Have you ever wanted to read the Bible, but found it intimidating? Have you ever read parts or all of it, but have come away more confused than ever? Does it seem like there are contradictions in the Bible? Why is there an Old Testament and New Testament? Does the Old Testament even matter to Christians today? How do the sixty-six books of the Bible fit together? Is there an overarching theme? If you have asked yourself any or of these questions, or others, you are not alone! The Bible Blueprint – A Guide to Better Understanding the Bible from Genesis to Revelation divides the entire Bible chronologically into six easy-to-read sections. It provides a basic understanding of Scripture as a complete story that links all the various books together. It gives an overview of each book, touching on highlights and some of the amazing and significant events in each, without getting bogged down in the more difficult sections. 
 
There is no substitute for the actual Bible! It is not only fascinating, it is the life-giving, life-saving, life-transforming Word of God! The Bible Blueprint is not a replacement for the Bible, but it will whet your appetite to dig deep into God’s Book for yourself while giving you the confidence to do so!


Monday, March 1, 2021

Mystery Monday: Meet Philo Vance

Mystery Monday: Philo Vance

“Philo Vance 
Needs a kick in the pance.” 
 
So wrote comic poet Ogden Nash about the wildly popular fictional detective created by S.S. Van Dine, the pseudonym for Willard Huntington Wright. Wright was born in Charlotte, North Carolina, but his parents soon moved to Santa Monica, California where his father purchased a hotel. His brother Stanton Macdonald-Wright was one of the first American abstract artists and co-founded the school of modern art known as Synchromism. 
 
At the age of 21, Wright secured a job at the Los Angeles Times as literary editor where he gained a reputation for scathing book reviews and irreverent opinions. He was particularly critical about romance and detective fiction. After being fired for “intentionally provoking the paper’s middle-class readership with his interest in unconventional and often sexually explicit fiction,” with help from friend H.L. Mencken, Wright found a job as editor with the New York literary magazine The Smart Set. 
 
The mid-1920s found Wright bedridden for two years as the result of a nervous breakdown. Ironically, he devoured mystery fiction (after having derided it years earlier) and found it entertaining and intriguing. In fact, after his recovery he would write an essay that explored the history, traditions, and conventions of detective fiction as an art form.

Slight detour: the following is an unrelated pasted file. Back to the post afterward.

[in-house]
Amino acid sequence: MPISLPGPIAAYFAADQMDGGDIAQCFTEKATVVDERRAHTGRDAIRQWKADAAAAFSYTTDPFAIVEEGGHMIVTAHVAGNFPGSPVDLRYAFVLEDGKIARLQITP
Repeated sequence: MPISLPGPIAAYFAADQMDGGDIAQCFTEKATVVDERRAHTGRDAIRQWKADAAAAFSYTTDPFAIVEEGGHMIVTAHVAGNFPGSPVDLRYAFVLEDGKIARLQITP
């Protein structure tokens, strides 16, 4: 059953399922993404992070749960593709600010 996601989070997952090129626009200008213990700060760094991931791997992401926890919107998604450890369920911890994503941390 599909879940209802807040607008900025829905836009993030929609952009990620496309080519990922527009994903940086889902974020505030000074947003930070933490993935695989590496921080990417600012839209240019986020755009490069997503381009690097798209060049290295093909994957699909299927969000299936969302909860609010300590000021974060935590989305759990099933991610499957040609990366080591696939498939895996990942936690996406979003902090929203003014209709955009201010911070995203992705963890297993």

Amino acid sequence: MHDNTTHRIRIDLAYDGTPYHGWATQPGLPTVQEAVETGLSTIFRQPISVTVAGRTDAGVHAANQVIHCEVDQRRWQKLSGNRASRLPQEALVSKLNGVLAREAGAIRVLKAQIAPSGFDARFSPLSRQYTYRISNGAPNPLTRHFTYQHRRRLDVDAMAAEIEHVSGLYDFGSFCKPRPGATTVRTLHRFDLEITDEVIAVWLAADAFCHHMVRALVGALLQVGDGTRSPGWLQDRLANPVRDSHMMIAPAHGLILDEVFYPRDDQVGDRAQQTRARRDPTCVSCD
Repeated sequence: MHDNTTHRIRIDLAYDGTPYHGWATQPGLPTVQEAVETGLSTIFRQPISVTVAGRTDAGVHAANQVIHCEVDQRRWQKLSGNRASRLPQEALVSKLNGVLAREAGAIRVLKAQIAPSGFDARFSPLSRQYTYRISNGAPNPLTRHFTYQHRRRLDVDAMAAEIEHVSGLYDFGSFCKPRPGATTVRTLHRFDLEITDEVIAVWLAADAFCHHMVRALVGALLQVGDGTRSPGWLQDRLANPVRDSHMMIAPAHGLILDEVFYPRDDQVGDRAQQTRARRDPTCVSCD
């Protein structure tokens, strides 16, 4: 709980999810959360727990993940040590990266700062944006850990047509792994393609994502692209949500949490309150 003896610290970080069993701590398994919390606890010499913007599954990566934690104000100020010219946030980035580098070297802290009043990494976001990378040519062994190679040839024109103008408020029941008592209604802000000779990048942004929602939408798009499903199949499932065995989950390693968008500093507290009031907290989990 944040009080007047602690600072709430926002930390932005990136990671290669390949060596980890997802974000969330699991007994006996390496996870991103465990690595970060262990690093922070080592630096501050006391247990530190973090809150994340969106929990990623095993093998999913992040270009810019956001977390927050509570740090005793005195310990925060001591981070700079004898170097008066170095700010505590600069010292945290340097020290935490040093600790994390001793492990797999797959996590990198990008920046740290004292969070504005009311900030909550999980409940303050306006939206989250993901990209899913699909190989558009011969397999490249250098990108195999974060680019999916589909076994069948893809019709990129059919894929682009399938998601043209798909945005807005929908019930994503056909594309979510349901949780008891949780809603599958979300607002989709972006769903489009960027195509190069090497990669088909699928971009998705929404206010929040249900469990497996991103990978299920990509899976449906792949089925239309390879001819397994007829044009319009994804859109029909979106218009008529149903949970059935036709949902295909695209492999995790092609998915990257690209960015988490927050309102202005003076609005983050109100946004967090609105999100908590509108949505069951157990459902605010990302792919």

Having exhausted the market of reading material, he decided to try his hand at writing in the genre. Embarrassed at turning from what he termed “intellectual fiction” to mass market fiction, Wright created the pen name S.S. Van Dine. In the books, Van Dine, referred to as Van acts as narrator much like Sherlock Holmes’s Dr. Watson. 
 
Described in the first publication, The Benson Murder Case, Philo is “what many would call a
dilettante, but the designation does him an injustice. He was a man of unusual culture and brilliance. An aristocrat by birth and instinct...in his manner there was an indefinable contempt for inferiority of all kinds.” A cynic, Vance was flippant rather than bitter, interested in human reactions, almost as a scientist. A Renaissance man, he had courses in the history of religions, the Greek classics, biology, civics, political economy, philosophy, anthropology, literature, psychology, and modern and ancient languages. 
 
The book goes on to describe Vance’s physical features: “He was unusually good-looking, although his mouth was ascetic and cruel...a slightly derisive hauteur in the lift of his eyebrows. His forehead was full and sloping...his cold grey eyes were widely spaced. His nose was straight and slender, and his chin narrow but prominent, with an unusually deep cleft.” 

A dozen Philo Vance novels were published between 1926 and 1939, with nearly all of them made into films with ten different actors taking the lead role. William Powell appeared in four of the movies; the other actors only once or twice. Vance also appeared on radio between 1945 and 1950 with Jose Ferrer, John Emery, and Jackson Beck each taking a series. Interestingly, in 1974, an Italian mini-series came out featuring Giorgio Albertazzi in the lead role. With scripts very close to the novels, the episodes were based on the first three books. 
 
Wright died April 11, 1939 at the age of 50, leaving behind a novelette that was published posthumously as The Winter Murder Case. Wright’s portrait, painted by his brother, hangs in the National Portrait Gallery in Washington, DC. 
 
Are you familiar with Philo Vance? 
_______________________ 

Murder at Madison Square Garden:

The dream of a lifetime becomes a nightmare.